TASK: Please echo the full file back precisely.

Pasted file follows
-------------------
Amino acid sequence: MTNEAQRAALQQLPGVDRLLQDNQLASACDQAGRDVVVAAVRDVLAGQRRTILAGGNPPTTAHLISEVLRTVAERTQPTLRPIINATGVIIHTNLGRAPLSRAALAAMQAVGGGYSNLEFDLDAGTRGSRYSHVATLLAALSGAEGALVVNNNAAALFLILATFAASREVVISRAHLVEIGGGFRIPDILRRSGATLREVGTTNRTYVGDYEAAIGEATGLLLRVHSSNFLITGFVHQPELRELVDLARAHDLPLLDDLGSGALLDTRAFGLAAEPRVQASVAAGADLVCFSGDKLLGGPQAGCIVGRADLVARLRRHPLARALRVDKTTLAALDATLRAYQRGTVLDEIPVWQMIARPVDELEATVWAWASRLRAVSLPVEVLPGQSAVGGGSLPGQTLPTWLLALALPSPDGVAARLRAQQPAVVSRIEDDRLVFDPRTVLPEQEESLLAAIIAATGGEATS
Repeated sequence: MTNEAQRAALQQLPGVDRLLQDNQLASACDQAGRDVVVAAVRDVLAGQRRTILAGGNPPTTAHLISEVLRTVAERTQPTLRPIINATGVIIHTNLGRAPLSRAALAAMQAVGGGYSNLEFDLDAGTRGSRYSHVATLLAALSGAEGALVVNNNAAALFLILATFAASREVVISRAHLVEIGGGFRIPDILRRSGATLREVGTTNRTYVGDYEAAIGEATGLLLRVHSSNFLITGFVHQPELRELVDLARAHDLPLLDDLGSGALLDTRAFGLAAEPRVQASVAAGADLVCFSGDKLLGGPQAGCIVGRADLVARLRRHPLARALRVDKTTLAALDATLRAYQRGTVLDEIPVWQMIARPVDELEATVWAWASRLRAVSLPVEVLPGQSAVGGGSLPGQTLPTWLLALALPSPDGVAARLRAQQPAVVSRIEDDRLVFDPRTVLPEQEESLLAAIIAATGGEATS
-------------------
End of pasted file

Amino acid sequence: MTNEAQRAALQQLPGVDRLLQDNQLASACDQAGRDVVVAAVRDVLAGQRRTILAGGNPPTTAHLISEVLRTVAERTQPTLRPIINATGVIIHTNLGRAPLSRAALAAMQAVGGGYSNLEFDLDAGTRGSRYSHVATLLAALSGAEGALVVNNNAAALFLILATFAASREVVISRAHLVEIGGGFRIPDILRRSGATLREVGTTNRTYVGDYEAAIGEATGLLLRVHSSNFLITGFVHQPELRELVDLARAHDLPLLDDLGSGALLDTRAFGLAAEPRVQASVAAGADLVCFSGDKLLGGPQAGCIVGRADLVARLRRHPLARALRVDKTTLAALDATLRAYQRGTVLDEIPVWQMIARPVDELEATVWAWASRLRAVSLPVEVLPGQSAVGGGSLPGQTLPTWLLALALPSPDGVAARLRAQQPAVVSRIEDDRLVFDPRTVLPEQEESLLAAIIAATGGEATS
Repeated sequence: MTNEAQRAALQQLPGVDRLLQDNQLASACDQAGRDVVVAAVRDVLAGQRRTILAGGNPPTTAHLISEVLRTVAERTQPTLRPIINATGVIIHTNLGRAPLSRAALAAMQAVGGGYSNLEFDLDAGTRGSRYSHVATLLAALSGAEGALVVNNNAAALFLILATFAASREVVISRAHLVEIGGGFRIPDILRRSGATLREVGTTNRTYVGDYEAAIGEATGLLLRVHSSNFLITGFVHQPELRELVDLARAHDLPLLDDLGSGALLDTRAFGLAAEPRVQASVAAGADLVCFSGDKLLGGPQAGCIVGRADLVARLRRHPLARALRVDKTTLAALDATLRAYQRGTVLDEIPVWQMIARPVDELEATVWAWASRLRAVSLPVEVLPGQSAVGGGSLPGQTLPTWLLALALPSPDGVAARLRAQQPAVVSRIEDDRLVFDPRTVLPEQEESLLAAIIAATGGEATS